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Measuring self-reported health in low-income countries: piloting three instruments in semi-rural Burkina Faso
Umeå University, Faculty of Medicine, Department of Public Health and Clinical Medicine, Epidemiology and Global Health. Umeå University, Faculty of Social Sciences, Centre for Population Studies (CPS).
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2012 (English)In: Global health action, ISSN 1654-9880, Vol. 5, 8488- p.Article in journal (Refereed) Published
Abstract [en]

Background: National surveys in low-income countries increasingly rely on self-reported measures of health. The ease, speed, and economy of collecting self-reports of health make such collection attractive for rapid appraisals. However, the interpretation of these measures is complicated since different cultures understand and respond to the same question in different ways. Objective: The aim of this pilot study was to develop a culturally sensitive tool to study the self-reported health (SRH) of the local adult population in Burkina Faso. Design: The study was carried out in the 2009 rainy season. The sample included 27 men and 25 women aged 18 or older who live in semi-urban Nouna, Burkina Faso. Three culturally adapted instruments were tested: a SRH question, a wooden visual analogue scale (VAS), and a drawn VAS. Respondents were asked to explain their answers to each instrument. The narratives were analyzed with the content analysis technique, and the prevalence of poor SRH was estimated from the quantitative data by stratification for respondent background variables (sex, age, literacy, education, marital status, ethnicity, chronic diseases). The correlation between the instruments was tested with Spearman's correlation test. Results: The SRH question showed a 38.5% prevalence of poor SRH and 44.2% prevalence with both VAS. The correlation between the VAS was 0.89, whereas the correlation between the VAS and the SRH question was 0.60-0.64. Nevertheless, the question used as the basis of each instrument was culturally sensitive and clear to all respondents. Analysis of the narratives shows that respondents clearly differentiated between the various health statuses. Conclusion: In this pilot, we developed and tested a new version of the SRH question that may be more culturally sensitive than its non-adapted equivalents. Additional insight into this population's understanding and reporting of health was also obtained. A larger sample is needed to further study the validity and reliability of the SRH question and the VAS and understand which instrument is best suited to study SRH in the low-income setting of semi-rural Burkina Faso.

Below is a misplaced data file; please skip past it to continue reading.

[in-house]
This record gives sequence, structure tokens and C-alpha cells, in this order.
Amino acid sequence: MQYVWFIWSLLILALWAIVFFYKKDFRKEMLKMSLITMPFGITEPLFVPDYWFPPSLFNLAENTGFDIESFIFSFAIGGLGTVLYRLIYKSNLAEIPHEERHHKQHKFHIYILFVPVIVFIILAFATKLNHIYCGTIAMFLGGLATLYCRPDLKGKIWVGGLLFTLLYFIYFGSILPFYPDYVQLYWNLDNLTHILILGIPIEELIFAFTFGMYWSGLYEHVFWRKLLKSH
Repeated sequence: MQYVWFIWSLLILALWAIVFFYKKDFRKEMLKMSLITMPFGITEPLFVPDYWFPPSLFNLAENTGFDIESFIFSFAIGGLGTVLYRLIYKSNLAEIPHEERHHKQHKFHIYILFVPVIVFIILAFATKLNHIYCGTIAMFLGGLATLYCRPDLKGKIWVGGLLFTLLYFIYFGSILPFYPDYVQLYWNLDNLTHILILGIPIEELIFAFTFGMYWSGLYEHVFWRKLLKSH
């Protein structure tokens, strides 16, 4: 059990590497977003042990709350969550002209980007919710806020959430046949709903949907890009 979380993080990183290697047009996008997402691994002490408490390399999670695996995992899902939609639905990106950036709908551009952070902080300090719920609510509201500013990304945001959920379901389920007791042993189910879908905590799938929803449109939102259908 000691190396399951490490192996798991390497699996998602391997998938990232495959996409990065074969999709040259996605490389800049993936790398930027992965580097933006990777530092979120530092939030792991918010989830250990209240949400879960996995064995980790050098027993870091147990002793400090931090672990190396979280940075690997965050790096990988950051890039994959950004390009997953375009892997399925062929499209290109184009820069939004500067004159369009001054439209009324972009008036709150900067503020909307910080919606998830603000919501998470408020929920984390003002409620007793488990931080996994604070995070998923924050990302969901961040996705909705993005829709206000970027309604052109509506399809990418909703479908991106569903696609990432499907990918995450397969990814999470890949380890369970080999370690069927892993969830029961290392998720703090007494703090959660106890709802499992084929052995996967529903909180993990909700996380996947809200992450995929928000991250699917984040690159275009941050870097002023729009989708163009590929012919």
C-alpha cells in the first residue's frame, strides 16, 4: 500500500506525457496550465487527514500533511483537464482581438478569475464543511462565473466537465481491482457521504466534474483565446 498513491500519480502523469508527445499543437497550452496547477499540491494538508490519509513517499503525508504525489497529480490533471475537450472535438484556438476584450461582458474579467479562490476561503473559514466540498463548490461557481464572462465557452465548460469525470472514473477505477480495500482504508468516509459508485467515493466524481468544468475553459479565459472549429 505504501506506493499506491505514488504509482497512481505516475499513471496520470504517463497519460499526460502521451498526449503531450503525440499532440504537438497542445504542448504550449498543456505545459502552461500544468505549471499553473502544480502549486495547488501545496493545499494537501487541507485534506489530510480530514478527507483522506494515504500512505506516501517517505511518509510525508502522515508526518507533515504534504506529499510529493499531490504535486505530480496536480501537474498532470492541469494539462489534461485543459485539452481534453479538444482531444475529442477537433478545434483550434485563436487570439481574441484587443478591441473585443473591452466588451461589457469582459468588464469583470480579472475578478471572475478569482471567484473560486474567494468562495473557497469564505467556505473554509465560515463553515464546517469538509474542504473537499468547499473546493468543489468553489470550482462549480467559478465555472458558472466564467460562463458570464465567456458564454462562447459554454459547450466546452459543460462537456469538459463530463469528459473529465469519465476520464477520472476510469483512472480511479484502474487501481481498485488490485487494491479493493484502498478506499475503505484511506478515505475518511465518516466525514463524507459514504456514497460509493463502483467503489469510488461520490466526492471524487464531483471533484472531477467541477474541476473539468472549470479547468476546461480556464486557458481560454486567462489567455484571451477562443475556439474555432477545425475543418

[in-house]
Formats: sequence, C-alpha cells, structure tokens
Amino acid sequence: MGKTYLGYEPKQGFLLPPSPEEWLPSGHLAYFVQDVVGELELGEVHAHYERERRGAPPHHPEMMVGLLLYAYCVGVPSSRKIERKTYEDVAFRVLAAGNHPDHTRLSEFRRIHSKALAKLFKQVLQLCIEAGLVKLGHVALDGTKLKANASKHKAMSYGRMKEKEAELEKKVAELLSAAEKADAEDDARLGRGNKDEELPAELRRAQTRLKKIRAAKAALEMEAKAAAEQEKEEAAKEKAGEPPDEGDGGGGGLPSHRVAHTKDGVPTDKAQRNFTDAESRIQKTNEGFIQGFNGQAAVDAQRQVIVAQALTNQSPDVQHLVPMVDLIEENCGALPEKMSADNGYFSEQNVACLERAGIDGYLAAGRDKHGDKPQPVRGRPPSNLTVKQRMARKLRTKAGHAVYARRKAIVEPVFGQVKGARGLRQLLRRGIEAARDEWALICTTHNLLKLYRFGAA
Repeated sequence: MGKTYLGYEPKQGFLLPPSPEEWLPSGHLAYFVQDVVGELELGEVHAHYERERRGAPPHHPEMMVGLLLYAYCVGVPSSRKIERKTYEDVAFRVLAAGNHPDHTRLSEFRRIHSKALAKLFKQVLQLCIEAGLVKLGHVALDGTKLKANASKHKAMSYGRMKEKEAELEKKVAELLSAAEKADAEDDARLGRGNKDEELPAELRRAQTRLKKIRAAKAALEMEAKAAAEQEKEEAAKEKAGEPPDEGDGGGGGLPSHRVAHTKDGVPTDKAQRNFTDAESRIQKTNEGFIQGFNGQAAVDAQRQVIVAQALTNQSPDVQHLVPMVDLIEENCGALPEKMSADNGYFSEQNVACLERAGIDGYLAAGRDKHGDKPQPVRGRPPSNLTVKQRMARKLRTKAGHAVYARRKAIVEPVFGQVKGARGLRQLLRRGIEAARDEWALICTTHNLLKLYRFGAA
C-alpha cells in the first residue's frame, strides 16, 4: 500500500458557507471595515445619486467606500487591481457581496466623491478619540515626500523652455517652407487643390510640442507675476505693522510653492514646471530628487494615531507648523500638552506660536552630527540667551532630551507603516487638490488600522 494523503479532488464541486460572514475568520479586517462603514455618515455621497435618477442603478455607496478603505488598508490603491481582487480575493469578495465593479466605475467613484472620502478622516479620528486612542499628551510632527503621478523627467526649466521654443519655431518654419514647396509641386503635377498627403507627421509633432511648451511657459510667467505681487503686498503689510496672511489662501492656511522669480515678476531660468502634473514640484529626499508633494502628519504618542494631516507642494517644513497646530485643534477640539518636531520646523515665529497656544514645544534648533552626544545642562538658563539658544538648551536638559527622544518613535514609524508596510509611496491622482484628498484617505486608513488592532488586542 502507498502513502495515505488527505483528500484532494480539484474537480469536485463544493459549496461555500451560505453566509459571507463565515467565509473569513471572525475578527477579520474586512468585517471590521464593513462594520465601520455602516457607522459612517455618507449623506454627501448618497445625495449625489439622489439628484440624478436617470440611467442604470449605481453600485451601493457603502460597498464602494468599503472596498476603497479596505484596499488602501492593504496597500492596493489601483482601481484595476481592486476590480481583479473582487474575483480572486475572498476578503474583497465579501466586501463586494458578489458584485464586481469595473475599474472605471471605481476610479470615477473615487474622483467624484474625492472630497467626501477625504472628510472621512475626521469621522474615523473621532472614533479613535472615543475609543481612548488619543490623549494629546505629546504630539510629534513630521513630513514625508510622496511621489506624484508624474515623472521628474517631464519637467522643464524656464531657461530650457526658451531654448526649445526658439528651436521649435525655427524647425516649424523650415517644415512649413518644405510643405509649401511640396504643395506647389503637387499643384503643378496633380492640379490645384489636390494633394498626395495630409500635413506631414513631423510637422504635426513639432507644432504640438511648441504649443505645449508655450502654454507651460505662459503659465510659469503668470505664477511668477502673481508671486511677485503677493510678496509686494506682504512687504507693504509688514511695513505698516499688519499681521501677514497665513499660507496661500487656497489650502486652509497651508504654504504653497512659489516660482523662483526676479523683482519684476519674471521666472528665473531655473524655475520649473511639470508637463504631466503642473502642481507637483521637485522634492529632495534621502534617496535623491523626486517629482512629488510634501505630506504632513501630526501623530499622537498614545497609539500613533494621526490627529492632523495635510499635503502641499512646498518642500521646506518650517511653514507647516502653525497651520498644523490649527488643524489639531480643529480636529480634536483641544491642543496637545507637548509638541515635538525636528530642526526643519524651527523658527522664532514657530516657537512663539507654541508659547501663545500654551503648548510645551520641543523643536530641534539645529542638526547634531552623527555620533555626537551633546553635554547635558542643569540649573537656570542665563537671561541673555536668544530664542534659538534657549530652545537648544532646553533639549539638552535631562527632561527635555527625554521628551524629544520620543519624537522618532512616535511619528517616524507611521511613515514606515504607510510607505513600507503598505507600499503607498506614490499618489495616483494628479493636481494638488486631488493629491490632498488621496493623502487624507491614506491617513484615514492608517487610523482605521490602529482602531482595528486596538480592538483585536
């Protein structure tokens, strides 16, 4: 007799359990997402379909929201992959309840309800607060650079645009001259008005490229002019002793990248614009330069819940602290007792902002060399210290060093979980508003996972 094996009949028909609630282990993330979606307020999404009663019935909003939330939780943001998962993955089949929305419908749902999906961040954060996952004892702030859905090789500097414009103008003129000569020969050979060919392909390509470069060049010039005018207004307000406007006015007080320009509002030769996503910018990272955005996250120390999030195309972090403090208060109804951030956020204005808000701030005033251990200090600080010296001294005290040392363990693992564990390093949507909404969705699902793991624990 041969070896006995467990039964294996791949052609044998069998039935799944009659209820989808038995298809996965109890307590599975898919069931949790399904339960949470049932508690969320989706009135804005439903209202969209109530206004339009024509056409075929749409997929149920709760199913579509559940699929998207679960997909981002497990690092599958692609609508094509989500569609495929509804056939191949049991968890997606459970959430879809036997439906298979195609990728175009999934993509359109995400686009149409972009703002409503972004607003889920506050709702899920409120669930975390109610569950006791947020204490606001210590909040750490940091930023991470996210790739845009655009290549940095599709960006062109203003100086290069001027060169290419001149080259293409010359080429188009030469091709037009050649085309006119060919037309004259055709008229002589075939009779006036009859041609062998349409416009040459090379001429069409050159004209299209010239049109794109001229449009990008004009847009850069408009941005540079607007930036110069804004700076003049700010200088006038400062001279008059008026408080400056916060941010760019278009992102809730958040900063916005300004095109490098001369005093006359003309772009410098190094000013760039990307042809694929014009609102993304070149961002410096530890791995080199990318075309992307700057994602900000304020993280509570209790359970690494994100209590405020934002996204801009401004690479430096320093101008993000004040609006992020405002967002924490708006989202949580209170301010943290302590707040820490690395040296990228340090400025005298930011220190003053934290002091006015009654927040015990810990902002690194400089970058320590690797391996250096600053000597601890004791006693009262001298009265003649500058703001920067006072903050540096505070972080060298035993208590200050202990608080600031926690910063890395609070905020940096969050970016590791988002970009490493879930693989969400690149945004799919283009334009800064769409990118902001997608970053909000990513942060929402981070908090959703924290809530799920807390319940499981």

Place, publisher, year, edition, pages
Järfälla: Co-Action Publishing , 2012. Vol. 5, 8488- p.
Keyword [en]
self-reported health, visual analogue scale, Burkina Faso, sensitivity, adaptation
National Category
Public Health, Global Health, Social Medicine and Epidemiology
URN: urn:nbn:se:umu:diva-58164DOI: 10.3402/gha.v5i0.8488ISI: 000306686600001OAI: diva2:547670
Available from: 2012-08-28 Created: 2012-08-27 Last updated: 2015-04-29Bibliographically approved

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Blomstedt, YuliaWeinehall, LarsSauerborn, Rainer
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